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Why do people use apt-get instead of apt?

In nearly every tutorial I see, the suggestion is to use apt-get.

apt is prettier (by default), shorter, and generally more intuitive. (apt-cache search vs apt search, for example)

I don't know if I'm missing something because apt just seems better in every way. What's the argument for apt-get over apt for everyday use?

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    I didn't even know there was a program named apt. So, learning something. However, did we really need another program? We already had dpkg, apt-get, aptitude and all those graphical programs such as Apper, Synaptic etc. What does apt really add? – Mr Lister Mar 4 '17 at 16:29
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The apt front-end is a recent addition, it was added in version 1.0 in April 2014. So it's only been part of one Debian stable release, Debian 8. People who've used Debian for longer are used to apt-get and apt-cache, and old habits die hard — and old tutorials die harder (and new users learn old habits from those).

apt is nicer for end users as a command-line tool, although even there it has competition — I prefer aptitude for example. As a general-purpose tool though it's not necessarily ideal, because its interface is explicitly not guaranteed to stay the same from one release to the next, and it's not designed for use in scripts. Thus in any circumstance where instructions may be used in a script, it should be avoided; so it's typically safer to suggest apt-get rather than apt in answers on Unix.SE and similar sites.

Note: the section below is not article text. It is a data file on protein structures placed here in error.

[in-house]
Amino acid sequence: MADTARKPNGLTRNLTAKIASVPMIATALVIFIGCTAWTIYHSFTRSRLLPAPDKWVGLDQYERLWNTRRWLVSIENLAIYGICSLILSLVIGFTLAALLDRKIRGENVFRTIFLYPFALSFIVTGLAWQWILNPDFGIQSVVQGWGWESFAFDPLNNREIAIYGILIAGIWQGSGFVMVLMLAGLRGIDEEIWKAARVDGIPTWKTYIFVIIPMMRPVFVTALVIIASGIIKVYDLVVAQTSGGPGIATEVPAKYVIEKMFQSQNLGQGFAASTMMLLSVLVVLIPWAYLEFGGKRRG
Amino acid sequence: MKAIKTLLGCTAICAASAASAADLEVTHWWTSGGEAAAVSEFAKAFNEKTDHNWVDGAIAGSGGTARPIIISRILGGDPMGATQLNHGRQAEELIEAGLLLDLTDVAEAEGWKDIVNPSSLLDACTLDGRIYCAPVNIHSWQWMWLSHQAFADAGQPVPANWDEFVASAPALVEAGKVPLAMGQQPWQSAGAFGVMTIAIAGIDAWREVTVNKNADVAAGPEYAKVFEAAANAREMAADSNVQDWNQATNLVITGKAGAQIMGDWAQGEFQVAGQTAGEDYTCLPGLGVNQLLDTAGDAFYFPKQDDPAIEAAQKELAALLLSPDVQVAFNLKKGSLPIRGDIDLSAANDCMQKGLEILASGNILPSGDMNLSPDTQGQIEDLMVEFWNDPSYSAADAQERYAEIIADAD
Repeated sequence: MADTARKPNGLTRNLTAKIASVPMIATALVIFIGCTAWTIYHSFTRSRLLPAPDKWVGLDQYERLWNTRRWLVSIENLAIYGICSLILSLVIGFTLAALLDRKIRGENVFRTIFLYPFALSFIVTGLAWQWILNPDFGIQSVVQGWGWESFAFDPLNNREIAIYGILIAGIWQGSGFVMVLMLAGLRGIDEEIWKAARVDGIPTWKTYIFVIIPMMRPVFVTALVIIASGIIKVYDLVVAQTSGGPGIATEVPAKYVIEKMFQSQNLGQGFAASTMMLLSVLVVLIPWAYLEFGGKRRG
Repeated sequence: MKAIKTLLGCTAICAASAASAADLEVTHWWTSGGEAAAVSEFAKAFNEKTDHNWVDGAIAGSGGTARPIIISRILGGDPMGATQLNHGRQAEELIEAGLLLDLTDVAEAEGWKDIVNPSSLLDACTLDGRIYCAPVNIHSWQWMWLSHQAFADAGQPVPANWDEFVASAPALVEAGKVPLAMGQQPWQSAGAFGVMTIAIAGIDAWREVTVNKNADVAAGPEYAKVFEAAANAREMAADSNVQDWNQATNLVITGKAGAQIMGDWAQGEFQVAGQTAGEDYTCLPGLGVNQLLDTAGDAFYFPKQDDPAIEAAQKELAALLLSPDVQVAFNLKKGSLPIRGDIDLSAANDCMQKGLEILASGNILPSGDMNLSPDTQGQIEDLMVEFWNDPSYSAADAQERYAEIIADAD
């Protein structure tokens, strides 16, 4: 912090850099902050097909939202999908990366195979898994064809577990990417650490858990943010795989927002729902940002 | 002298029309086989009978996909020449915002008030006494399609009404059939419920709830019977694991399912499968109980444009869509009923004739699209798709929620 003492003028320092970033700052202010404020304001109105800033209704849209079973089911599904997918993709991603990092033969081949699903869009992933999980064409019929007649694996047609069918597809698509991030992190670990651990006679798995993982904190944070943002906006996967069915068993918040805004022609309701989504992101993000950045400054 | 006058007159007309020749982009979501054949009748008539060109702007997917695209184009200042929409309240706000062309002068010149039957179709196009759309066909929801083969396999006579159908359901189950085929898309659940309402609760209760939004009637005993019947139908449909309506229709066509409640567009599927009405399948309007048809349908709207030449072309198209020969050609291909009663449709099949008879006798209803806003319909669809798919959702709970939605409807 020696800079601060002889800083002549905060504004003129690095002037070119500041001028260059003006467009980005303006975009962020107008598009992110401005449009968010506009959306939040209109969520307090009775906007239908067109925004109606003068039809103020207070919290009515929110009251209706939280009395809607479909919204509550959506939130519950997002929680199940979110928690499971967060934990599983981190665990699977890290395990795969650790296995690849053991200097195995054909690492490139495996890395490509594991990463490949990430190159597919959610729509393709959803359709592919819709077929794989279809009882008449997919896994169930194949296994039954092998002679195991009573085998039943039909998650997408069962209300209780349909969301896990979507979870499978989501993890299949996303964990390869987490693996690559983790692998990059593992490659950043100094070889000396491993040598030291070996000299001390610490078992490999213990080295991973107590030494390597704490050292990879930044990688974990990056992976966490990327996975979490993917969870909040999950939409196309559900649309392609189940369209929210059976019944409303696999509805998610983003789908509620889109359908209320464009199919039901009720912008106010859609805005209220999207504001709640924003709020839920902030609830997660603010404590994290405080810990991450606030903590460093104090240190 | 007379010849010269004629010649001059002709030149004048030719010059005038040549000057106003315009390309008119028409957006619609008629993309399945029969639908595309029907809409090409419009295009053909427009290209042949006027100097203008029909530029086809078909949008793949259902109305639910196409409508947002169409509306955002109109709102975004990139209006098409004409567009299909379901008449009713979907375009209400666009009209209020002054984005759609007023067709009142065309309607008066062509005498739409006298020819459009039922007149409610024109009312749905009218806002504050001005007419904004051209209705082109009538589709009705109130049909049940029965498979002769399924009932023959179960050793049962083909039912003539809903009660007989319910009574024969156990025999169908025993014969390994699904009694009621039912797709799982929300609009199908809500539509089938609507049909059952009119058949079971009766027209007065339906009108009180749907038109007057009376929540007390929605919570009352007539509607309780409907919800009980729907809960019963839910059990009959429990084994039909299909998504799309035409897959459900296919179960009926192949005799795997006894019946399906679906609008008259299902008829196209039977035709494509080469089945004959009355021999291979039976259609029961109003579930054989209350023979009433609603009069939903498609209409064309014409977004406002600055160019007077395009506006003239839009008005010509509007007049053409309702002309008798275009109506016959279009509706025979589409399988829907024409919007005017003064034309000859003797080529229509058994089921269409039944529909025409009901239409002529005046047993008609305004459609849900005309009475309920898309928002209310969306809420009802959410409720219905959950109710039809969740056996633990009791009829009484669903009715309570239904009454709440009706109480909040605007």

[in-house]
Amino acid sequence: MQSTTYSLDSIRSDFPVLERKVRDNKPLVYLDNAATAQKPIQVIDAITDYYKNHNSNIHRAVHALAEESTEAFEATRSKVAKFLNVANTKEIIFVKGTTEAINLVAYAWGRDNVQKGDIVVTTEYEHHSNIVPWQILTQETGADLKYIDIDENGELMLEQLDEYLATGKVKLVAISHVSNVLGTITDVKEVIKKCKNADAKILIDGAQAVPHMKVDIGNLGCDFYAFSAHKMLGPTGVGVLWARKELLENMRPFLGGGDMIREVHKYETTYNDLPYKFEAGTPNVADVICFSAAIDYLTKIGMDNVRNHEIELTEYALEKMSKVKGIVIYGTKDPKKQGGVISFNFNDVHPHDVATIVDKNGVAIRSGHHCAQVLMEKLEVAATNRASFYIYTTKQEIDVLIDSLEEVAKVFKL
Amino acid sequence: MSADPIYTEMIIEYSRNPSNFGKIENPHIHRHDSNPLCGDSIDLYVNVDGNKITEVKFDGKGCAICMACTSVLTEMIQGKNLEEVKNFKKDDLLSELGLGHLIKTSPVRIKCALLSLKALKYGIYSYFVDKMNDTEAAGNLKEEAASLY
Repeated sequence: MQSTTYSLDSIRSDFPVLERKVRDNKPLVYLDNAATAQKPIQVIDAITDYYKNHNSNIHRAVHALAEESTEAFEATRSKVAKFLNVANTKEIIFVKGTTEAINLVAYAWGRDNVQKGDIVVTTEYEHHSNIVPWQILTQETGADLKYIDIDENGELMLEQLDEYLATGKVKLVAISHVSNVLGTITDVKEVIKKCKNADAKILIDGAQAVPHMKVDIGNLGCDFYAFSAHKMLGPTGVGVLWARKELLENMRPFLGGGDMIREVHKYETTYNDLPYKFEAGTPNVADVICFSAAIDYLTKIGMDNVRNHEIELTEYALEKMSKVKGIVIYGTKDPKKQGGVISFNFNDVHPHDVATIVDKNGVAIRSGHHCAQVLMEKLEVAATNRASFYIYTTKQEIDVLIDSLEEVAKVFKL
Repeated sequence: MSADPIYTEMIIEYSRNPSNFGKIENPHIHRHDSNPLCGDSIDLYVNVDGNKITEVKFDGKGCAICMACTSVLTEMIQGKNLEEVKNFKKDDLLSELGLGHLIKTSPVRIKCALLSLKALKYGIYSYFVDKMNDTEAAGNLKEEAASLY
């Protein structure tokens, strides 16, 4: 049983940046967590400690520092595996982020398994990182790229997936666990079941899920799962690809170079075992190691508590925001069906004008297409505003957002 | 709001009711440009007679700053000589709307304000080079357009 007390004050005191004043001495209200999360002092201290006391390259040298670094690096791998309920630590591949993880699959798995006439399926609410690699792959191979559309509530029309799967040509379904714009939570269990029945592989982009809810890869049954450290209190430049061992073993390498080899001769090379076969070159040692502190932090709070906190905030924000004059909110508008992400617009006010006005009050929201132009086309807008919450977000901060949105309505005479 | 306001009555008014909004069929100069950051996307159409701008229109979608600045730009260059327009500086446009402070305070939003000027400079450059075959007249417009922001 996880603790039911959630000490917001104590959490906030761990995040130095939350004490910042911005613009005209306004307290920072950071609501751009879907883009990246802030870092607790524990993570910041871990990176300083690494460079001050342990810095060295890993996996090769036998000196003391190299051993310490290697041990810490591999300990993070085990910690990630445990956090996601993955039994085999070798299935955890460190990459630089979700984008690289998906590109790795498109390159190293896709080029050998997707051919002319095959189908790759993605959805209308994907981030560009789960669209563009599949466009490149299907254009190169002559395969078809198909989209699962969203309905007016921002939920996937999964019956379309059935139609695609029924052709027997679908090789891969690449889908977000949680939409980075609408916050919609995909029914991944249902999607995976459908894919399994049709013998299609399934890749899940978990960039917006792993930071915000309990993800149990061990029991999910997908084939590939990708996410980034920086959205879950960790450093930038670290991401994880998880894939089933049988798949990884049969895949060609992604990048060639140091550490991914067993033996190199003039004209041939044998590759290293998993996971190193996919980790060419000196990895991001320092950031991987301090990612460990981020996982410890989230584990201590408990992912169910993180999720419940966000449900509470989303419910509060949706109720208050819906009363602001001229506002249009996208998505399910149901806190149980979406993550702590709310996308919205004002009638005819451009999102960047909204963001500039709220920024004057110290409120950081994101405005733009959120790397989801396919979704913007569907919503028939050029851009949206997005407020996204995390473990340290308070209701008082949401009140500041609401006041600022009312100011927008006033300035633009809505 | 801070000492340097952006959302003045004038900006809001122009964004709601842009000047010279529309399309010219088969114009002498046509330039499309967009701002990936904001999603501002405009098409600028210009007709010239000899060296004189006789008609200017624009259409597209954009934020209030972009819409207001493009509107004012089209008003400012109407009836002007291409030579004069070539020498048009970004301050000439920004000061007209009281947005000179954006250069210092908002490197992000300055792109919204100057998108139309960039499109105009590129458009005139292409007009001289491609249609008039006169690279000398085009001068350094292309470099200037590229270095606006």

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    So, essentially, the purpose of the suggestion of apt-get (outside of scripts) is more of a sort of "fail-safe" in case something were to change in a new release of apt, aptitude, etc? – Fyeudmadcc Mar 3 '17 at 21:41
  • Thank you both for your thorough answers. It's much appreciated. That tidbit about apt appearing in Jessie was interesting and news to me as well. – Fyeudmadcc Mar 3 '17 at 21:53
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    Yes, it's a fail-safe, and also a reflex — I know I tend to just use apt-get out of habit. It avoid having to ask what version of Debian (or a derivative) the user has, and what the intended usage is. If you tell someone to use apt-get, it will work everywhere apt is available, and is safe, so you don't need to list the caveats every time; if you tell someone to use apt, you have to say "but you'll need to use apt-get instead if ...". So it's easier to just mention apt-get. (We do see apt more and more in answers here, so things do change.) – Stephen Kitt Mar 3 '17 at 21:57
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Indeed, apt is a high level user friendly utilities set to operate with dpkg.
So, it was divided to several packages, where aptitude was the most automated package. I do think that the background was - several development teams, where each of them proposed own ideology. Now, somebody joined all these products into one apt tool, that (as I suppose) can be decrypted as something like Automated Package Tools and goes to Debian Linux thread development team basic concept.
So, if you need to have low-level control, use dpkg and all manual concerning to it.
At the same time, you can use any of apt-* tools or aptitude if you do not want to care about dependencies. Or apt, as Stephen said, appeared in Jessie (I didn't even know about that)

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